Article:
How We Should Expand Credit Card Reform

A new CAP issue brief discusses both the successes of the Credit CARD Act and what still needs to be done.

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In 2009, President Barack Obama signed into law the Credit Card Accountability, Responsibility, and Disclosure Act, or Credit CARD Act. This law ended credit card industry practices in which interest rates could change at any time and in which hidden provisions enabled companies to charge significant fees without justification. The act also limited credit card marketing directed at college students and added consistency to store gift cards to ensure predictable fees and expiration dates. One year later, the Dodd-Frank Wall Street Reform and Consumer Protection Act greatly extended the Credit CARD Act’s reach by creating the Consumer Financial Protection Bureau, or CFPB, an independent federal agency that monitors banks’ practices in the interest of consumers.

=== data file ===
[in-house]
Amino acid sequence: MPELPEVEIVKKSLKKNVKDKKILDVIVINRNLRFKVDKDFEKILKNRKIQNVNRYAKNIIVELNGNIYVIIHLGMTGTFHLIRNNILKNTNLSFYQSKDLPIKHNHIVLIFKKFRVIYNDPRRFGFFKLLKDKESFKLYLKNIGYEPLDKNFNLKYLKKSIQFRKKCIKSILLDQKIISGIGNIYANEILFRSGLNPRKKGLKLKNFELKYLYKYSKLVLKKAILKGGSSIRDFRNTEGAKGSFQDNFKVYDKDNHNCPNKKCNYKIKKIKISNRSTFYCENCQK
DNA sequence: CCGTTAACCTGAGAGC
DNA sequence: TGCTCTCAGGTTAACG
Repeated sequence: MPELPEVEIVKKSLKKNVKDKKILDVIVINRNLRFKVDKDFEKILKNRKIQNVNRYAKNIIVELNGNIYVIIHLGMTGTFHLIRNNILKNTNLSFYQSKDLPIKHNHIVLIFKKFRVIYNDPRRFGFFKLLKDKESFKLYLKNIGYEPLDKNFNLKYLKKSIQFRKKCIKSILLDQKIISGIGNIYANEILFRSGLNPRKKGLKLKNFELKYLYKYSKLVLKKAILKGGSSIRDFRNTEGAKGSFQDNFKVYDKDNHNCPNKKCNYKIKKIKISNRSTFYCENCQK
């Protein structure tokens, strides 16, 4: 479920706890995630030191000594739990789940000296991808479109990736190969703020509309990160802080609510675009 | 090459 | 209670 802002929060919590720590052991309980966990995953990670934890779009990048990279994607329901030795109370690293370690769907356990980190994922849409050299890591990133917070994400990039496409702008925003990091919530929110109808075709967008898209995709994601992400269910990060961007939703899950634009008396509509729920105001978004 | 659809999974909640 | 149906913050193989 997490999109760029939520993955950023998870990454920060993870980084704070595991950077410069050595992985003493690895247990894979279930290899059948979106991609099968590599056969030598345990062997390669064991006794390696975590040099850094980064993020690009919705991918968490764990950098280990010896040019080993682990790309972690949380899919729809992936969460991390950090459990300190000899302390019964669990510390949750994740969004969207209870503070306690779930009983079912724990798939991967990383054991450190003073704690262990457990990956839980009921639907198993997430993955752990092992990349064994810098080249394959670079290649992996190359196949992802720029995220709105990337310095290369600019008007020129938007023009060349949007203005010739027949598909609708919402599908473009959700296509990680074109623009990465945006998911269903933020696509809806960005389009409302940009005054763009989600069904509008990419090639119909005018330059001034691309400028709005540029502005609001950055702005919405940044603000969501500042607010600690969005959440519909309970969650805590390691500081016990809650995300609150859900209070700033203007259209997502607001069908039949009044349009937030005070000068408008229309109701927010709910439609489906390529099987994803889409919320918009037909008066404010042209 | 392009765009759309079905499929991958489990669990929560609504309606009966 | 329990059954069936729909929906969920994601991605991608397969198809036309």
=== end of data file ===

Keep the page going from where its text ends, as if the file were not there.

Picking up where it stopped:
These changes have created a clearer, fairer, and more competitive marketplace for consumers and have given them new tools to understand the terms of credit card offers and to pay off their debts responsibly. A recent analysis by four economists found that consumers have saved $12.6 billion in fees annually since the Credit CARD Act’s passage, based on a comparison of 160 million credit cards—including personal credit cards that were subject to the new rules, as well as small-business credit cards that were not.

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